A Financial Innovation for Industrial Companies — Thomas Tull, CEO Tulco

The Industrialist’s Dilemma — February 21, 2019

This post first appeared on February 21, 2019 in The Industrialist’s Dilemma.

We were fortunate to have Thomas Tull come to our class for the third time in four years, but this was his first visit in his new capacity as the CEO of Tulco, his newest venture. Thomas previously was the CEO of Legendary Pictures, and our class sessions in the past revolved around how he used data and analytics to fundamentally change how movies are made and marketed around the world. After selling Legendary to Wanda in 2017 for over $3.5 billion, Thomas has focused his energy on finding industrial companies that can attain disproportionate growth by adding a combination of digital capabilities to their physical solutions where previously a digital competency did not exist. He started Tulco, moved his family back to Pittsburgh, and also set up Tulco Labs, which is a group of engineers that provide digital and technology services to companies where Tulco acquires a full or majority position.

As a multi-time successful entrepreneur, Thomas sees opportunities where others do not — and his unique perspectives were what caught our attention during his visit.

Thomas discusses what Tulco will and won’t do in the investment space

Fix the Obvious

A clear bias that comes not only from Silicon Valley writ large, but also from some of our guests in the class, from our students, and even sometimes from the teaching team, is the notion that new technologies such as AI, ML, robotics, etc. will so completely transform existing businesses that breakthrough technology is the key enabler to building great new companies. Thomas highlighted something radically different — he pointed out that there are many good companies with strong management teams that do not have the fundamentals of digital capabilities integrated into their firms, but with these competencies, can find asymmetric growth opportunities. Whereas some companies are entirely focused on “changing the world,” Tulco sees the opportunity to grow companies and benefit from disproportionate economic returns by using technology as an enabler to solid, well-run industrial companies to reach greater levels of growth and size.

For all of the discussions we have on transformation, disruption, innovation, etc. in The Industrialist’s Dilemma, Thomas presented a calm and almost down-to-earth analysis on where he sees opportunity to use capital and his operating experiences to help industrial entrepreneurs grow their companies in previously unattainable ways. Tull is not trying to build a huge portfolio of companies like a traditional venture capitalist, nor is he looking to deploy billions of dollars in large company transformation the way some private equity companies are. Rather, he sees how new digital capabilities can help companies pull away from their competition in ways that were previously not possible.

Patient Capital Where Others Aren’t Looking

The class discussion started with an analysis of how capital markets have changed over the last decade: more capital flowing into venture, private equity, etc., as money is chasing high returns due to low interest rates, companies staying private longer than in the past, and the transformation of private equity from looking at not only finding cost efficiencies to also seeking ways to grow companies and add value for the top-line, amongst other key trends.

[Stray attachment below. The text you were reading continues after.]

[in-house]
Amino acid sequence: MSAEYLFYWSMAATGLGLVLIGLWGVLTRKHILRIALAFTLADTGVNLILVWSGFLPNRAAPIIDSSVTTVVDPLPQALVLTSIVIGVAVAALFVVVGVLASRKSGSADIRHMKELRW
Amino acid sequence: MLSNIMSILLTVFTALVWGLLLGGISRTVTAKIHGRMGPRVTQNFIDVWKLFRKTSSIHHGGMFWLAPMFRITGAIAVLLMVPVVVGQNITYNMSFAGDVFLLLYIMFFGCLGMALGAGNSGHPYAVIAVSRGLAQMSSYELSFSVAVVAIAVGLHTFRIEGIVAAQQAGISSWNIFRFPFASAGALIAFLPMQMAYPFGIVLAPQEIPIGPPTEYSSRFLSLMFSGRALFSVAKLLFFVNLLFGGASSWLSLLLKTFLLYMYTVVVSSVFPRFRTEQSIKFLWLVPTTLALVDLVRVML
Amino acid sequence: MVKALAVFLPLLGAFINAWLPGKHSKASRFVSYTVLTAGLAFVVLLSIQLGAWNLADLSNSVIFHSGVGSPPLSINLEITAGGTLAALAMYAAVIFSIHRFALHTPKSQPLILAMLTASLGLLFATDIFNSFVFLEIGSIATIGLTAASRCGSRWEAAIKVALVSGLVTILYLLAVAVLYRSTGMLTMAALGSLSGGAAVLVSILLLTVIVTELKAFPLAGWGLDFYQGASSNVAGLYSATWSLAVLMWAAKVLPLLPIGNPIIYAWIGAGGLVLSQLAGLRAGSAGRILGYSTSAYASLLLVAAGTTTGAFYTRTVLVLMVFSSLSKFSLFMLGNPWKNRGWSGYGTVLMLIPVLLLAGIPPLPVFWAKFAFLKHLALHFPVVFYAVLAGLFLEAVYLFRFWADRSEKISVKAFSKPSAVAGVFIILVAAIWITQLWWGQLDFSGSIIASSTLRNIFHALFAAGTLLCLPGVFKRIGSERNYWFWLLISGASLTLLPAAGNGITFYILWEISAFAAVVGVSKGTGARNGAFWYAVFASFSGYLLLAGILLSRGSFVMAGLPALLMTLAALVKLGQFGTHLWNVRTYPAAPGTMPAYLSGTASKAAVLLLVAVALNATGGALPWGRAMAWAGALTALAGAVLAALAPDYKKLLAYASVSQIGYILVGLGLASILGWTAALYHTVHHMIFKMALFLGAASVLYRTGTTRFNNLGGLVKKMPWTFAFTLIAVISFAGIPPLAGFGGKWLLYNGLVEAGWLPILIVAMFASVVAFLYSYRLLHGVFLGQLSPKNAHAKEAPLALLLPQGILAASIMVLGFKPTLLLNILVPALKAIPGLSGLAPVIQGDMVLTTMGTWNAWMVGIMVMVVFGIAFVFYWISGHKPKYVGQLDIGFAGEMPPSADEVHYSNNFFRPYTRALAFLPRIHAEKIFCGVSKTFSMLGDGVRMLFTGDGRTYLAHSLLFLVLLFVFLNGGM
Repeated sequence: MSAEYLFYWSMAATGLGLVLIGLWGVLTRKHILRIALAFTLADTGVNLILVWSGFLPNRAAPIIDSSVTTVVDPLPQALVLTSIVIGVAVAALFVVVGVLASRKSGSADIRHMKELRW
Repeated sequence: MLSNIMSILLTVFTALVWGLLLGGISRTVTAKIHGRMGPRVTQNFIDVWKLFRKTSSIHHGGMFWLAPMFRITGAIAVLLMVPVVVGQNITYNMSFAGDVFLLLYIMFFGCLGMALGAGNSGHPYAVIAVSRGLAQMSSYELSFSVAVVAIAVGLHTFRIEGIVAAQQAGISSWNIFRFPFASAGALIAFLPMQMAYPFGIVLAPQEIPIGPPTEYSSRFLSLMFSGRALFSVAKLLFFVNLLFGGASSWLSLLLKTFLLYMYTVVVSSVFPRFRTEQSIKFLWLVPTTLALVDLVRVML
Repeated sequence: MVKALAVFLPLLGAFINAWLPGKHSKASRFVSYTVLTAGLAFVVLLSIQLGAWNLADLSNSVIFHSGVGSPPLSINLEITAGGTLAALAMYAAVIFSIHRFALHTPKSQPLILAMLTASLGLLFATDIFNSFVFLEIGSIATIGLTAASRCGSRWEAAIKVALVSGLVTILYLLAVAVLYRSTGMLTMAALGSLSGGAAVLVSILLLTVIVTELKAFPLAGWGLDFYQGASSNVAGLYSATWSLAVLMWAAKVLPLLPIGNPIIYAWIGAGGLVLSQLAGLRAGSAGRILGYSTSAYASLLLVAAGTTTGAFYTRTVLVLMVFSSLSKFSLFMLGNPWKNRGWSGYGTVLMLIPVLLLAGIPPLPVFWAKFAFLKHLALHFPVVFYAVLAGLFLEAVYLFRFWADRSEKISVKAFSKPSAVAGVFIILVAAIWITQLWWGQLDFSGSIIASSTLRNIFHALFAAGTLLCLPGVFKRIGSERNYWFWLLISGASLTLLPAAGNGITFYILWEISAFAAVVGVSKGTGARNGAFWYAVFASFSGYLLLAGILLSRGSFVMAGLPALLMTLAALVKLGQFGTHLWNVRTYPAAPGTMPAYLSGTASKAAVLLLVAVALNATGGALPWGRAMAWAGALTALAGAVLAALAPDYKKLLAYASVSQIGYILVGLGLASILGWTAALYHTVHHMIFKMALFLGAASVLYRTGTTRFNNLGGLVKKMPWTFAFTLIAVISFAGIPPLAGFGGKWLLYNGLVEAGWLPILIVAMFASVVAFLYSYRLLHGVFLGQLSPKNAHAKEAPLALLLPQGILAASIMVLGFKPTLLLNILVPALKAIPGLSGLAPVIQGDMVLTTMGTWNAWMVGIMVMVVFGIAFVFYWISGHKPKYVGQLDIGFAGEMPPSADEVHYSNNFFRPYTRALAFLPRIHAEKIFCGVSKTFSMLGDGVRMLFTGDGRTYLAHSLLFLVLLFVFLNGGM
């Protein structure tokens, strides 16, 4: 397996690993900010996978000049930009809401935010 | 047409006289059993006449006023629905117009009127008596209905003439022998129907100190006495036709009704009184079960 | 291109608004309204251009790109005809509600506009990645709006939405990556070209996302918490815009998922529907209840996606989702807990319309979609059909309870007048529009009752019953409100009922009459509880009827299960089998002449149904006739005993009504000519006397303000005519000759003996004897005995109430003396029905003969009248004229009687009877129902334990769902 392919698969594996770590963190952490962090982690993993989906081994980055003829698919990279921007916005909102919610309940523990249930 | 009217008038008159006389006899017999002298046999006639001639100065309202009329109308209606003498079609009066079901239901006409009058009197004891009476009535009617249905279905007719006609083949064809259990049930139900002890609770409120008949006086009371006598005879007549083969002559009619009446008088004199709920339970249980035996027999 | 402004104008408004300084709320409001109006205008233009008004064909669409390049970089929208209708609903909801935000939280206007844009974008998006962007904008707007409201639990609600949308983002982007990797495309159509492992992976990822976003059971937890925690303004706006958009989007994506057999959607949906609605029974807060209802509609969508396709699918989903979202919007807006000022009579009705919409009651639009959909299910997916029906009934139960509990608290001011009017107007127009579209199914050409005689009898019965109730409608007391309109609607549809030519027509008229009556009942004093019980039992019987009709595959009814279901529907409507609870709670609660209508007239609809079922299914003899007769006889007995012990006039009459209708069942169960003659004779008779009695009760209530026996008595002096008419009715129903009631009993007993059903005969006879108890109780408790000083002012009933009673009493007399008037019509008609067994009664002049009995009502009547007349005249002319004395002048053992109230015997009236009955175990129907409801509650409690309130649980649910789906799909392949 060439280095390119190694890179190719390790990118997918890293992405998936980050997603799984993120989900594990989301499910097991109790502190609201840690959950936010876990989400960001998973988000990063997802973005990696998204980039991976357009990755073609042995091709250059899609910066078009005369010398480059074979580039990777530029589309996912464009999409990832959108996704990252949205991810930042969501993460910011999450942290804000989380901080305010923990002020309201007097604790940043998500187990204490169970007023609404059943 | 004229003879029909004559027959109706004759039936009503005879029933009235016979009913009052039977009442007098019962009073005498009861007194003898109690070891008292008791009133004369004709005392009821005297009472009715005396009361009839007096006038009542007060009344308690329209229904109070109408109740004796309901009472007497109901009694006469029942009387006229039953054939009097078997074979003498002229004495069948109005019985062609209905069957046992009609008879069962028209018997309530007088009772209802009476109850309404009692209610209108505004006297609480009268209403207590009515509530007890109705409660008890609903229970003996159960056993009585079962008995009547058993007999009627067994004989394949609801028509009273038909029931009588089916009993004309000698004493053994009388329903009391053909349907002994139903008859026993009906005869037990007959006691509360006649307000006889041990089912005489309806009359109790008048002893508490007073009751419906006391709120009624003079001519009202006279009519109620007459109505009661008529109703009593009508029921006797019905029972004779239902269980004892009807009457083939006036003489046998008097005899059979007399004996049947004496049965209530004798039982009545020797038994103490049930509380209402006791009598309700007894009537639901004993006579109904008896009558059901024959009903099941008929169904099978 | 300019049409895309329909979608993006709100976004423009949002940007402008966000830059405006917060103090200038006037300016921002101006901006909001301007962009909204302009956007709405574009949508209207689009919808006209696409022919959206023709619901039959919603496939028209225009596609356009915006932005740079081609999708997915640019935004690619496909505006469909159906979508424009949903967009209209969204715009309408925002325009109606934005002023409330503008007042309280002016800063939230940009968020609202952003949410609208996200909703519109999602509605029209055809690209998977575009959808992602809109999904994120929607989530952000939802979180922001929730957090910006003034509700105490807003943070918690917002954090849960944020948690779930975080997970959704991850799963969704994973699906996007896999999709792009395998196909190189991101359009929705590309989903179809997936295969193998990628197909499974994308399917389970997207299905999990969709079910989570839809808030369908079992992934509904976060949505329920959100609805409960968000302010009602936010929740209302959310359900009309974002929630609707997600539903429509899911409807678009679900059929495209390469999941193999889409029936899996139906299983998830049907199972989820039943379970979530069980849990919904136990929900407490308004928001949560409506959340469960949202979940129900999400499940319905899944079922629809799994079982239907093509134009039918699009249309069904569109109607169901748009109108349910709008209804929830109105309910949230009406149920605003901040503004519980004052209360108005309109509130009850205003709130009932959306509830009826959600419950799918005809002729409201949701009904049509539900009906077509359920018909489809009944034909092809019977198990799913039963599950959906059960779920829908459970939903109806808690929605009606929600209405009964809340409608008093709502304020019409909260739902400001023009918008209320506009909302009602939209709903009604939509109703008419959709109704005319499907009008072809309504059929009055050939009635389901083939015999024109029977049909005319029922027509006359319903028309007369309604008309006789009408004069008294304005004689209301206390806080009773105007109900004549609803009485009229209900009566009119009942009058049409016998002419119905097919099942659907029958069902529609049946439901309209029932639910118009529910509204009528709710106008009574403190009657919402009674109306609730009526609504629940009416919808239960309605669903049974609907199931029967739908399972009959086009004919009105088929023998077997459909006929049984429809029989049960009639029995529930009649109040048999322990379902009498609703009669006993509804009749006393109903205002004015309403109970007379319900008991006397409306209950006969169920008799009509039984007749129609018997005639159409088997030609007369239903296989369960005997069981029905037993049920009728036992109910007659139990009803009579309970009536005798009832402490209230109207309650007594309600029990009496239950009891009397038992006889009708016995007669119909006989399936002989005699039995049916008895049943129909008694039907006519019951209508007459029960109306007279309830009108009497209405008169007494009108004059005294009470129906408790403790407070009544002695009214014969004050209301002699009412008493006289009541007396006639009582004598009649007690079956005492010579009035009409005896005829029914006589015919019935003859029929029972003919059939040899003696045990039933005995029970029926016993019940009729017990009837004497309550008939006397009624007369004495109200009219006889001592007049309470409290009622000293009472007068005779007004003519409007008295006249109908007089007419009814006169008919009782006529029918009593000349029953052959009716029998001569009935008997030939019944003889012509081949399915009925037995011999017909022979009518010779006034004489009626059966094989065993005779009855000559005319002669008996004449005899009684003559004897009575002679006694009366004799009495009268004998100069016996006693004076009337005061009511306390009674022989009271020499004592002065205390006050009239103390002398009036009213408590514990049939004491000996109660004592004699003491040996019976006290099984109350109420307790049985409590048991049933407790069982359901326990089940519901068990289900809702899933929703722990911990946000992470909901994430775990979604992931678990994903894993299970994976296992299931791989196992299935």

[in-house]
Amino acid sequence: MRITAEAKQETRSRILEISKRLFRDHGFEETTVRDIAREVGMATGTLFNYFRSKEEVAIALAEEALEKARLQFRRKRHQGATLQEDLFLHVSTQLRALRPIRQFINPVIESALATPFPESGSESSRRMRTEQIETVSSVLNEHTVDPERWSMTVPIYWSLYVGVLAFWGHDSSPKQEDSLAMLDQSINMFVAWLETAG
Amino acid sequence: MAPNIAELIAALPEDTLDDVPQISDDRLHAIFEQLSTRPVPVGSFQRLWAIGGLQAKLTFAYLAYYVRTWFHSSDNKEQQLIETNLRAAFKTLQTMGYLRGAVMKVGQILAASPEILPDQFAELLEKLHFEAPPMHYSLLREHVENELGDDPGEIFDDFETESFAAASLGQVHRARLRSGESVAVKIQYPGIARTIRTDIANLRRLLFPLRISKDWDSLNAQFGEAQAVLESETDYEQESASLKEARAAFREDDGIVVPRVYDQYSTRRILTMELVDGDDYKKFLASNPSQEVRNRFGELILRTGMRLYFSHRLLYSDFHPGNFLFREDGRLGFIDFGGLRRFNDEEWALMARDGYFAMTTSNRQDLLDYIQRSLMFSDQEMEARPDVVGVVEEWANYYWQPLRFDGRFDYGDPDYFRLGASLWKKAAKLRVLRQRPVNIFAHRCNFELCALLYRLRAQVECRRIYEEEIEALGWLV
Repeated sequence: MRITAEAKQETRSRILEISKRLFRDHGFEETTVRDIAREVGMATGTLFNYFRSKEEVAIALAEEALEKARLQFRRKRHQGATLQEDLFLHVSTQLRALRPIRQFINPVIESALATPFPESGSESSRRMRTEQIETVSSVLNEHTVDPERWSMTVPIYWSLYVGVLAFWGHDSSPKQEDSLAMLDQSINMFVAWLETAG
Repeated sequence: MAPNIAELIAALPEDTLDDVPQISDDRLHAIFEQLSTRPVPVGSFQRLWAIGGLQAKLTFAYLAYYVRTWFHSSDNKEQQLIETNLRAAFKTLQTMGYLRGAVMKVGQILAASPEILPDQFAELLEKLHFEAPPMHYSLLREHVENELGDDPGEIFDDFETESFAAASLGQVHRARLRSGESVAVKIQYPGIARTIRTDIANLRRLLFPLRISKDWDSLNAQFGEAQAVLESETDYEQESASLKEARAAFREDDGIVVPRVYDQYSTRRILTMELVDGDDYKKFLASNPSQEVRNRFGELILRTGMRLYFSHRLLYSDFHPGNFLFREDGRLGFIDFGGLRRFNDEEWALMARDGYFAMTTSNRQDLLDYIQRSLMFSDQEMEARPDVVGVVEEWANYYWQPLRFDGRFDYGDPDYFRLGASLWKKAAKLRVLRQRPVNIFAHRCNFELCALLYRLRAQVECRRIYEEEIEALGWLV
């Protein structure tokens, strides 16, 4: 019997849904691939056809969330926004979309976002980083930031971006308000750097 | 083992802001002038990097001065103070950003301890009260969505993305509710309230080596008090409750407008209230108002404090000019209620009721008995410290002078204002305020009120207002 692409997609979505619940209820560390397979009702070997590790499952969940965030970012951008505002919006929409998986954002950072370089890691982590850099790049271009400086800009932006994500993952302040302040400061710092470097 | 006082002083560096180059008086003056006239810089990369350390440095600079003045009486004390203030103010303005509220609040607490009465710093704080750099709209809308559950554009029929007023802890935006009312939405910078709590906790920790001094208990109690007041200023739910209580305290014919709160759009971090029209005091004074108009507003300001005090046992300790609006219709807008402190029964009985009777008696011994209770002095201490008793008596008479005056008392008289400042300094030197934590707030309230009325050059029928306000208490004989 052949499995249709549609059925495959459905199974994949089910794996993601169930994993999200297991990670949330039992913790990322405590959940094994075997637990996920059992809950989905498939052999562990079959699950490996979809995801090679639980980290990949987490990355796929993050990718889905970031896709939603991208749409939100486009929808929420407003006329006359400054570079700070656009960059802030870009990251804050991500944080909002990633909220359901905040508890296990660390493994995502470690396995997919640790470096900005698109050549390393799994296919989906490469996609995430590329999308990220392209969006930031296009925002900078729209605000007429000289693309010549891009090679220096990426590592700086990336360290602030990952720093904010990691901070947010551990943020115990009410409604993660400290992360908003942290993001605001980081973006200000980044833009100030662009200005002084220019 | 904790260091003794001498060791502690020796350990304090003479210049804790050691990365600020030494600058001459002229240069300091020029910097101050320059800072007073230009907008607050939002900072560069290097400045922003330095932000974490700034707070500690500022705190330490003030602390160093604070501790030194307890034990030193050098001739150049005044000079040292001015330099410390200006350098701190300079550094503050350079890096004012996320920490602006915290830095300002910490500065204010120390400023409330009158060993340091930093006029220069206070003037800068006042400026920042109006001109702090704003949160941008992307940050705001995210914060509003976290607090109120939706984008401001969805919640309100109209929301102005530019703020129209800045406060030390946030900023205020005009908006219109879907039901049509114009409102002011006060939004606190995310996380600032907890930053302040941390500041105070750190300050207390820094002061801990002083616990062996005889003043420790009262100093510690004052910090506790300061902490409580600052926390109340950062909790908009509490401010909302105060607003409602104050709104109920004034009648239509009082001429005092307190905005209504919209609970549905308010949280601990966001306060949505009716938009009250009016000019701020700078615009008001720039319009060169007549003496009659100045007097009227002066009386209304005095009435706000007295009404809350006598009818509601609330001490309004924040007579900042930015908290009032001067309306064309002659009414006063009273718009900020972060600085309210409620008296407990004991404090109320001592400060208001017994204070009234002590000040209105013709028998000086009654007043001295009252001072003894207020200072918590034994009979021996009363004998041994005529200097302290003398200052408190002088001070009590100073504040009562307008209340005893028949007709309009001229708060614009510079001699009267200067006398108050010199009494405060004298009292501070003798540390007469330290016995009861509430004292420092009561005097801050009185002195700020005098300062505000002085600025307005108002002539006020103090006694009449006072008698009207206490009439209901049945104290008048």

Tulco’s model definitely is in line with the latter trend, but is not “over-burdened” with managing so much capital that only a handful of opportunities exist for investment and acquisition opportunities as faced by many private equity firms. By seeking majority or complete ownership positions in companies, Tulco is putting smaller amounts of capital to work but is not playing a broad portfolio game like traditional venture capital. Tulco is focusing on an area that takes some of the more engaged/hands-on aspects of private equity, but looks at companies that might be more in the size of where venture/growth capital firms might look to invest.

And, yet, this market could be huge. There are many industrial/physical businesses that to date have not reached disproportionate scale, but are well-run, profitable companies that, if they combine digital technologies with their existing industrial capabilities, can be supercharged to pull-away from the competition. Tulco’s belief is that this market is not only under-served, but that is can also yield disproportionate returns and has a huge pipeline of underserved companies. And, Tulco’s model is so fundamentally different than traditional PE or VC, that it won’t make sense for players in those spaces to compete directly unless they change their business models.

More like Berkshire Hathaway and Invus…

One thing that struck us about Tull’s strategy was how he talked about looking for management teams that wanted to grow their businesses but did not have the backgrounds and training to use digital to transform their companies. He repeatedly said that finding leadership teams that want to double-down and accelerate is where Tulco is looking to play — not with people who want to cash out and leave.

In that regard, Tulco’s strategy felt to us like a derivation of the Berkshire Hathaway or Invus model — a smaller-scale version of looking to help managers transform and grow their businesses using operational and technological know-how to achieve accelerated growth.

For all of the visitors we have had over the years looking to play at a “gorilla game” level, we were enthralled with a repeat entrepreneur who sees the blend of digital and physical and has identified an opportunity for disproportionate returns in a place where others are not looking.

And given Tull’s past business successes, we are inclined to think he is on to something that others are not seeing.